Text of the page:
Let's say you're the key operatives and media strategists behind the party out of power. Let's say that your party's nominee challenging the Senate Majority Leader hates black football jerseys because they're the tool of Satan. And let's say that another of your Senate candidates wants to do away with the Americans with Disabilities Act, or kidnapped a girl in college to go take some bong hits. And let's say that your semi-official slogan is the "Party of No" because you've been obstructing every single badly-needed piece of reform that the majority party has been trying to institute since the beginning of the term. And for some reason, you still have the momentum entering the November election. Under these circumstances, it would stand to reason that your official propaganda arm would do anything to change the subject. And so it has: by focusing on the one subject that no Senator, Governor and Congressman can do a thing about.
It should come as no surprise that as the November election draws closer, the conservative movement would choose to stop focusing on things that legislators are responsible for (such as what sort of legislation to pass--and focus instead on something they have no control over (such as where a private entity builds a community center and house of worship). Democrats may be unpopular right now, but Republicans are just as unpopular. Meanwhile, the last thing conservatives want is to have a fight about actual legislation; they tried running briefly on the idea of repealing health care reform, but that fizzled. They certainly can't run on opposition to Wall Street reform, or the Lily Ledbetter Act, any other of the good pieces of legislation passed by the Democratic Congress and signed by President Obama.
But fortunately for them, they don't have to. This may seem as surprising: after all, elections are supposed to be about giving the voters an opportunity to decide which candidate is going to enact policy that would be more aligned with their interests. If only. This topic is explored in depth in Drew Westen's seminal work, The Political Brain. In one sentence, the book's upshot is this: Democrats spend all of their time trying to appeal to the rational brains of voters through facts, figures and laundry lists of legislative accomplishments, while Republicans focus on more emotional topics, such as narratives and values. And guess which side of the brain is stronger?
If voters were completely logical and practical, it would make no sense whatsoever for an entire movement to all of a sudden focus on an issue over which its candidates have no control. Even if the Republicans retook the House and the Senate, there would be nothing they could do to prevent Imam Rauf from developing Park 51 at its currently intended. location if he managed to raise the funds and get his team in place. But as Westen has conclusively demonstrated, that's not how voters make their judgments.
From an emotional point of view, people are uncomfortable with Park 51, regardless of where they stand on the more practical, legal issue of whether the government ought to ban it. And when conservatives express their own animosity toward the project, they are expressing an emotional shared value with voters. And during a time when voters seem fed up with both parties in terms of actually getting anything done, this source of emotional connection could end up just as strong a driver as any agreement with a checklist of stated platform positions: after all, if a candidate shares your basic fundamental values, you just might implicitly assume that they'll vote the right way on complicated legislative issues.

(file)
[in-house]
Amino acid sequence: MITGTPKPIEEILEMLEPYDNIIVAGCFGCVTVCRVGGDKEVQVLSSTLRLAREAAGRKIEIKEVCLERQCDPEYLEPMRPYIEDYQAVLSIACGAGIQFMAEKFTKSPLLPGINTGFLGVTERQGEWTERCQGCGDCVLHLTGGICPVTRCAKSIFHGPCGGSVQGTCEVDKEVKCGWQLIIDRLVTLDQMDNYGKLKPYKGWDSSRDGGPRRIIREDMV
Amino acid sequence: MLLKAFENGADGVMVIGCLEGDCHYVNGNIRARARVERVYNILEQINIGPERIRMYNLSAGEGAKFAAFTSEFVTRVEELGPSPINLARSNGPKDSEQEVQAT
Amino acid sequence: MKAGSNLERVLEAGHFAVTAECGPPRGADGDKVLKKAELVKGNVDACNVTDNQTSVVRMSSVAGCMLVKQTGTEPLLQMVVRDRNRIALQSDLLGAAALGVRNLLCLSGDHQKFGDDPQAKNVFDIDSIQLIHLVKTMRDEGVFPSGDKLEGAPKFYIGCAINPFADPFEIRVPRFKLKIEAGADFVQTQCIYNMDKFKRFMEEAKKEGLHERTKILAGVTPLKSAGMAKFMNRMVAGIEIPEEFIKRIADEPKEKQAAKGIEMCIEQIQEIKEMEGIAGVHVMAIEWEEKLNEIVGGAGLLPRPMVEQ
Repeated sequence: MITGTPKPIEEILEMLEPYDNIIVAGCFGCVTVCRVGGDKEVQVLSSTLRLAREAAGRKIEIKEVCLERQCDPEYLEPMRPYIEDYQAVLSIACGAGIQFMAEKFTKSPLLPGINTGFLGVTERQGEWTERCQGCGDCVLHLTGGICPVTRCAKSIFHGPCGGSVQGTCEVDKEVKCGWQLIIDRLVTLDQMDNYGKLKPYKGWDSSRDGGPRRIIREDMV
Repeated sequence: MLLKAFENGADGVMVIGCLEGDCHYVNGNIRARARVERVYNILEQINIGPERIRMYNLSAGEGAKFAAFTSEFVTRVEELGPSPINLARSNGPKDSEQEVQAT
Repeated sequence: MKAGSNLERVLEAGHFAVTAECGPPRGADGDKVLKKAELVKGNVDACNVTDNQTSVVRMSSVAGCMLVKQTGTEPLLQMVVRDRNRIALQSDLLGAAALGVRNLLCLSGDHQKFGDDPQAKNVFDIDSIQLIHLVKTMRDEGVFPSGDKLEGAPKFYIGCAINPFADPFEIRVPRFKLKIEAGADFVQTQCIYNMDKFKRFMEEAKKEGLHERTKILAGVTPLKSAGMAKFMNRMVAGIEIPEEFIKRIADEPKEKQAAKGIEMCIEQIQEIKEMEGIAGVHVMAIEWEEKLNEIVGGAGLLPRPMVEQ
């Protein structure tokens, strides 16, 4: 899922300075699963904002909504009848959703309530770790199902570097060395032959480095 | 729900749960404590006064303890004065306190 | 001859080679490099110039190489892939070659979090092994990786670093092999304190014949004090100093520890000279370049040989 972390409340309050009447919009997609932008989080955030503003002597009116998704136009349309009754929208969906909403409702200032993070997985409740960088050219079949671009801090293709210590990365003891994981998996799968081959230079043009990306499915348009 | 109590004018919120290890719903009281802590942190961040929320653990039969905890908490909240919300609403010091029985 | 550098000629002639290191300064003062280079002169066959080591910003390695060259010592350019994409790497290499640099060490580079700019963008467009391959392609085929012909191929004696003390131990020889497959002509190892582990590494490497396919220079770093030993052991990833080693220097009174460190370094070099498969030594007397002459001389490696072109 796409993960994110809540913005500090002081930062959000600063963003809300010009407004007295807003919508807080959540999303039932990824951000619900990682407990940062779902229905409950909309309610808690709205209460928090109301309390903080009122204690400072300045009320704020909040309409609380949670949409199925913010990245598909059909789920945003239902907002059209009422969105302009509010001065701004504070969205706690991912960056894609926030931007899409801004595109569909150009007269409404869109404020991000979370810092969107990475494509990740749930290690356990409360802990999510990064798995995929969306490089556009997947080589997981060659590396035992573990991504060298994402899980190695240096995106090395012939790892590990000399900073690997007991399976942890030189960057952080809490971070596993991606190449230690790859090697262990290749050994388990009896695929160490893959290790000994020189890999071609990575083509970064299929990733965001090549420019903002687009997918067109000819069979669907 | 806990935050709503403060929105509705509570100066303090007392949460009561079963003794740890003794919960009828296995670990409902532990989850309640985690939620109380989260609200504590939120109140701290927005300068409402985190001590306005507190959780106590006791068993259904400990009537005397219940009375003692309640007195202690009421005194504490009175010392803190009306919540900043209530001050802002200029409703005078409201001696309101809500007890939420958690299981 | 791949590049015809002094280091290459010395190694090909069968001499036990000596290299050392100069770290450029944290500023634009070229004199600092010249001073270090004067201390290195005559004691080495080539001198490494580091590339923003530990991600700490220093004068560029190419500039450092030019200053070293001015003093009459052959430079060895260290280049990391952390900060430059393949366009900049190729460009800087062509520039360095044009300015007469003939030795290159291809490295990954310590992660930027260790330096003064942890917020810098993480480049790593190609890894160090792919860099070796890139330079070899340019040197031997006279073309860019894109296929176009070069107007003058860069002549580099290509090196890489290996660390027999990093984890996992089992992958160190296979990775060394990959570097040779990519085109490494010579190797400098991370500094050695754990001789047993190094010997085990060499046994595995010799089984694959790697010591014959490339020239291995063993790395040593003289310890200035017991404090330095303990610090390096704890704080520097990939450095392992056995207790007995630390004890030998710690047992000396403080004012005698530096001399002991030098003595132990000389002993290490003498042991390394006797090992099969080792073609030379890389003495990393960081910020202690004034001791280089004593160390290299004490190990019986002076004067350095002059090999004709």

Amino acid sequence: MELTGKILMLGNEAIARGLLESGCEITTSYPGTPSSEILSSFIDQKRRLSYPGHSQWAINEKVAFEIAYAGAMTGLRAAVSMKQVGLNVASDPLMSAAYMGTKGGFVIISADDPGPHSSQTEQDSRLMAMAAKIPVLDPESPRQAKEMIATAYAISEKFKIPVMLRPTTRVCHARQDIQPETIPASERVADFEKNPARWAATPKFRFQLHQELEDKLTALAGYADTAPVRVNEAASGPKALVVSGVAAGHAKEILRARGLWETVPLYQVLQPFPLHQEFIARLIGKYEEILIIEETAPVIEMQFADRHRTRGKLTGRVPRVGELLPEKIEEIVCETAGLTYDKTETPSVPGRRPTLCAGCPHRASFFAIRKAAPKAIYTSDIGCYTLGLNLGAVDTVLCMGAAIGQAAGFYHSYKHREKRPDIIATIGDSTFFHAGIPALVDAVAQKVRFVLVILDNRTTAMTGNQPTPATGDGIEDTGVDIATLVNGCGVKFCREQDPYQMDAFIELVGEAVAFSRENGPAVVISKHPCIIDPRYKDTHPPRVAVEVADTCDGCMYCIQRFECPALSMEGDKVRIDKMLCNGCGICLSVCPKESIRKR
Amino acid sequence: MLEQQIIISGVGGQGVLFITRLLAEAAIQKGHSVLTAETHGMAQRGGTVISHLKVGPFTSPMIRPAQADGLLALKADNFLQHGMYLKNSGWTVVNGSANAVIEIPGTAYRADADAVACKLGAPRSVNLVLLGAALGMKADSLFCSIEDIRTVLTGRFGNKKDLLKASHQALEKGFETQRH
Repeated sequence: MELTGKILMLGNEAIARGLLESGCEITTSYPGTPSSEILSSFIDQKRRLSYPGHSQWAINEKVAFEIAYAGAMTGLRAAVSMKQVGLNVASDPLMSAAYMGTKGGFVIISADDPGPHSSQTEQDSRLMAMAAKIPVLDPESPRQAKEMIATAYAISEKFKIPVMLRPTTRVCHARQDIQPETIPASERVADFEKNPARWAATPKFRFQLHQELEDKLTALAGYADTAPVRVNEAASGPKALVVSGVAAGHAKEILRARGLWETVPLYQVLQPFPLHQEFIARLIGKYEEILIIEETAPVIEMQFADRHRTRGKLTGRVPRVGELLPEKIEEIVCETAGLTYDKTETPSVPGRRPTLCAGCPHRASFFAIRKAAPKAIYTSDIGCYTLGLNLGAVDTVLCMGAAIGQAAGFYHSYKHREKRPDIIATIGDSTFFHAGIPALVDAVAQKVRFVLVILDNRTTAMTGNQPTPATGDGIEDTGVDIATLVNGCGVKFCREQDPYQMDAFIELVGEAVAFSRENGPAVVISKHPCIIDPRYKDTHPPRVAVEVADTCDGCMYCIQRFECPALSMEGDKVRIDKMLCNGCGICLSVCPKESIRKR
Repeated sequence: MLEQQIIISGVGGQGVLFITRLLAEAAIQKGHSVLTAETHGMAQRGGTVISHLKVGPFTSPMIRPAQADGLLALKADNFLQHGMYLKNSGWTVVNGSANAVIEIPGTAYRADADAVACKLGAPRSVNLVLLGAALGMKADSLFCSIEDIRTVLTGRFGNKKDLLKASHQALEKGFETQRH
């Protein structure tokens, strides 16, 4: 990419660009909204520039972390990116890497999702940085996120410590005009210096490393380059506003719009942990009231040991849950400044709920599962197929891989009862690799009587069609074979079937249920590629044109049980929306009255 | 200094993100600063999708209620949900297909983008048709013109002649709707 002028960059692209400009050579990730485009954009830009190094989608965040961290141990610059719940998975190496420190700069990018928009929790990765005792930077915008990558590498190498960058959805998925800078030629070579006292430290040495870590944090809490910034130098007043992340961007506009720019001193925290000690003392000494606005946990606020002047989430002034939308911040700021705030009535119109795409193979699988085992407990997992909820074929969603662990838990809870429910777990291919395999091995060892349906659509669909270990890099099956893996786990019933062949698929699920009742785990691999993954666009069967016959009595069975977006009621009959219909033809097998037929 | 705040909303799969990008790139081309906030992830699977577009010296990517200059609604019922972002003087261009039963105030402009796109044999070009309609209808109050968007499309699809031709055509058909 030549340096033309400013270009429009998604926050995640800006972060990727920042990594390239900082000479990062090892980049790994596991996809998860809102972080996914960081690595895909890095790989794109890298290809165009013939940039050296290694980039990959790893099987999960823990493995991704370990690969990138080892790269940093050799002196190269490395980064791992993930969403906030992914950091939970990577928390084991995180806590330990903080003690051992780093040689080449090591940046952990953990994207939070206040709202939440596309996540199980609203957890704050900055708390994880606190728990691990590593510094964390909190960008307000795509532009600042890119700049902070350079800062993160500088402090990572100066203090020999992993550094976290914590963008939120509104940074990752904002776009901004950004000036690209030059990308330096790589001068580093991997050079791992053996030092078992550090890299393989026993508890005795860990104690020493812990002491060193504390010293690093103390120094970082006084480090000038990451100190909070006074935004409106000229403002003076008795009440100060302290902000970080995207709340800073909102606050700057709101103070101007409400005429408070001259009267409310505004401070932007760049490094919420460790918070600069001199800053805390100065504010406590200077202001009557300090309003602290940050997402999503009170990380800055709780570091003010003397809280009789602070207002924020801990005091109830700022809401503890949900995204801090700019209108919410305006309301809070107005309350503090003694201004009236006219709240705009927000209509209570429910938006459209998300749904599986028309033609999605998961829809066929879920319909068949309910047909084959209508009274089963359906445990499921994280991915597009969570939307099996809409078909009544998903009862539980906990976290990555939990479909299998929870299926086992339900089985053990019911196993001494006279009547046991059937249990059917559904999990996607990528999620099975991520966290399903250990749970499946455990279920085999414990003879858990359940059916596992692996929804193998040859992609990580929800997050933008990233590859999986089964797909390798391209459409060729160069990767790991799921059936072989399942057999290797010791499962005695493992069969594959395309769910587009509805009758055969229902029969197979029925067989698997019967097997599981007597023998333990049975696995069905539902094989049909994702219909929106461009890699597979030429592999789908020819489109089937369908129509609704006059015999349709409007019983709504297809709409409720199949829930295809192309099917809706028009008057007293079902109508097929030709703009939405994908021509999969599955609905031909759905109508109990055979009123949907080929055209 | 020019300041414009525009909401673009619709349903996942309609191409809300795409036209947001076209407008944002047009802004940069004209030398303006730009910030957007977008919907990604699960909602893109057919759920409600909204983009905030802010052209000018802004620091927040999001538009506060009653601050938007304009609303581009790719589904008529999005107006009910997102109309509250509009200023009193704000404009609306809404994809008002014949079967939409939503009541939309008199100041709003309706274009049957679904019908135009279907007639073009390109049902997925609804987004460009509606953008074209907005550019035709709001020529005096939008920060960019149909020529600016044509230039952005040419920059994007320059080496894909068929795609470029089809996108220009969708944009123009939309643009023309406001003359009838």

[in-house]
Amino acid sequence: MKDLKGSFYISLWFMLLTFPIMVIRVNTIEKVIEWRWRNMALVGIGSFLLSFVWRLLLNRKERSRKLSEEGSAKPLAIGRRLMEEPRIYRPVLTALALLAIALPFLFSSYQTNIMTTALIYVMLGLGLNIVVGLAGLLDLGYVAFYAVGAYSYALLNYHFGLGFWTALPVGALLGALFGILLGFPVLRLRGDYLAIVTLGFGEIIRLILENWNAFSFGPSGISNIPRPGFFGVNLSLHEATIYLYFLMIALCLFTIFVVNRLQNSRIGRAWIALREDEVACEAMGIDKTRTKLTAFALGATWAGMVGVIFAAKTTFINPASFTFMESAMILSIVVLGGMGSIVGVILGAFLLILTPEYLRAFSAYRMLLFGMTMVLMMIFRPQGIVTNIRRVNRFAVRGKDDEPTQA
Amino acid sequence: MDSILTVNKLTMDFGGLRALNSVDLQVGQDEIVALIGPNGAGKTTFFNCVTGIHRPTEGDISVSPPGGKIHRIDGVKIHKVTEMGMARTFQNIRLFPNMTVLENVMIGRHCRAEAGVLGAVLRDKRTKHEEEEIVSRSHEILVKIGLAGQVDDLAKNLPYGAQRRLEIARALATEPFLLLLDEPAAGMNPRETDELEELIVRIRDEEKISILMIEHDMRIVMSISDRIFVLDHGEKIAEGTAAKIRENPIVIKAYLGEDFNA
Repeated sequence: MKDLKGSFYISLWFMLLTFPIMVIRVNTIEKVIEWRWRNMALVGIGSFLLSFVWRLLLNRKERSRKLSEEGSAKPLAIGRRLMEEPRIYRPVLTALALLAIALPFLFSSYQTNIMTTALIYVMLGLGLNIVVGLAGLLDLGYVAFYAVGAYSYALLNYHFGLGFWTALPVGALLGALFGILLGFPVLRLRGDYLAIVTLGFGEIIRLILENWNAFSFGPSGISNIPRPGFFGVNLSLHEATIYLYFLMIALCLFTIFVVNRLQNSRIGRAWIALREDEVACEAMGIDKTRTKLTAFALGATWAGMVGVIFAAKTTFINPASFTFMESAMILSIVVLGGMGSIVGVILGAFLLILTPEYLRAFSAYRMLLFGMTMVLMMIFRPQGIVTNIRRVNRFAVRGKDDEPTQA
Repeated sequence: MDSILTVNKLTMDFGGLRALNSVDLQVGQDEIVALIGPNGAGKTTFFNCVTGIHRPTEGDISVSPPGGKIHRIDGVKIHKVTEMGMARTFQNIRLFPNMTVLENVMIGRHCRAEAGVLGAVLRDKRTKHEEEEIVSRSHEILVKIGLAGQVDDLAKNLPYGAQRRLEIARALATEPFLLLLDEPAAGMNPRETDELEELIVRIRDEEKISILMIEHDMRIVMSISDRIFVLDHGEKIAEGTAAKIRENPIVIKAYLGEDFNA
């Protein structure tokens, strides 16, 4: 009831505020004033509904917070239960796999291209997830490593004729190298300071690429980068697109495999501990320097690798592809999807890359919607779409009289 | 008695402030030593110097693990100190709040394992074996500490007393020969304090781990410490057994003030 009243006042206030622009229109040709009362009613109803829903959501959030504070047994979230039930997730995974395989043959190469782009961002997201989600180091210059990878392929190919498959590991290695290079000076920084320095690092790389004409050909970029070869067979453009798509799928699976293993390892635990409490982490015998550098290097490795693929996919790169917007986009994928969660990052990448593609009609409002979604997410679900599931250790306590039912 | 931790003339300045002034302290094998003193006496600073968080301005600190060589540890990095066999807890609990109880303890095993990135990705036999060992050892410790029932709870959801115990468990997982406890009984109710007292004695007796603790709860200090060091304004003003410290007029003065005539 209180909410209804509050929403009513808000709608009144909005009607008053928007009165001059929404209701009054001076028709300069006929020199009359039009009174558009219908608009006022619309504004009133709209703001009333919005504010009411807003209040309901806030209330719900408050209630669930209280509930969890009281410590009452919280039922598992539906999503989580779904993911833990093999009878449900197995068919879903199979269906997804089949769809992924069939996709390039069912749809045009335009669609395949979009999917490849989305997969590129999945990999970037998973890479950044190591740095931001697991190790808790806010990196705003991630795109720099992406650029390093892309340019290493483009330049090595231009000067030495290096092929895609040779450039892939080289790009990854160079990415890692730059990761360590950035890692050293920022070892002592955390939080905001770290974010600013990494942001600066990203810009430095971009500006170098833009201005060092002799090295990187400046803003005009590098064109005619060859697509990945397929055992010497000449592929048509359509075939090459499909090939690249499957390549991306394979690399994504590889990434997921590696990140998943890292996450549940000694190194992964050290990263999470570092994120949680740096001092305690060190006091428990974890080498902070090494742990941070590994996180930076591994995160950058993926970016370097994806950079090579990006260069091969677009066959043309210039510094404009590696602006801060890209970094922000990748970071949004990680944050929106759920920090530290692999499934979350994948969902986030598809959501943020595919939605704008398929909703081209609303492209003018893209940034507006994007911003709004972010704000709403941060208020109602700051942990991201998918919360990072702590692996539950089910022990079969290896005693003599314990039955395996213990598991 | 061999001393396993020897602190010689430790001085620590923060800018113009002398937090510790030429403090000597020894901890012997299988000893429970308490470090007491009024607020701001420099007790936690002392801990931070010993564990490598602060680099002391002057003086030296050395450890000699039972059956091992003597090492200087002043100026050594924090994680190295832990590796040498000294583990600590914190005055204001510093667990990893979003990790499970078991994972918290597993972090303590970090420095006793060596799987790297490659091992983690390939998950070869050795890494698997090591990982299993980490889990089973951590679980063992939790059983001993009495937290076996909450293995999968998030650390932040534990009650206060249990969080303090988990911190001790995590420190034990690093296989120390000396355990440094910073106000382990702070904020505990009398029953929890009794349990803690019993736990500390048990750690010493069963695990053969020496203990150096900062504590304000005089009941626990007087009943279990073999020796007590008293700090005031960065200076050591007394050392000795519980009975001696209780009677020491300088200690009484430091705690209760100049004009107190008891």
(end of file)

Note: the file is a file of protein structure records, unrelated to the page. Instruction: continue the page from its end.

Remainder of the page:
This issue puts Democrats on their heels: the typical Democratic response citing the First Amendment guarantees of free exercise of religion is a statement simply on whether or not Park 51 has a right to be built, but it doesn't address the issue of how the Democratic candidate actually feels about the issue--the emotional, hazy question of "should" or "shouldn't." Actually answering that question forces Democrats to either go outside the majority of American sentiment, or seem like they're making a much-delayed attempt at latching onto the majority opinion in a desperate attempt to save face. Neither of these options is acceptable.
This sticky political situation is fraught with danger, but there is opportunity in it as well. The Republicans are trying to go back to the playbook from 2004 and 2006 and use the Park 51 project as a referendum for exploring how concerned Democrats are about "national security" and "protecting America"--and the debate is playing out along similar lines to the old debates about FISA legislation, domestic spying, and our rights under the Fourth Amendment.
As thereisnospoon pointed out to me recently, though, Democrats have an opportunity to use their support for Park 51 to reinforce their existing narrative about supporting the little guy. Democrats support the right of middle-class moderate Muslims to worship in peace for the same reasons that we support extending unemployment insurance for those hard-hit in these economic times. For the same reasons that we support the right of the LGBT community to get married. Because even when it's slightly unpopular, our fundamental values is to stand up for people's basic fundamental rights to life, liberty and the pursuit of happiness. Meanwhile, the Republicans are hating on hardworking immigrants who likely escaped oppression in their home countries to come here in search of a better life, all while doing their absolute best to protect the bankers on Wall Street who nearly wrecked the world just four blocks away.
That's what the Democratic Party is about. And we shouldn't hesitate to include Park 51 proudly into our narrative, rather than trying to defend it from theirs.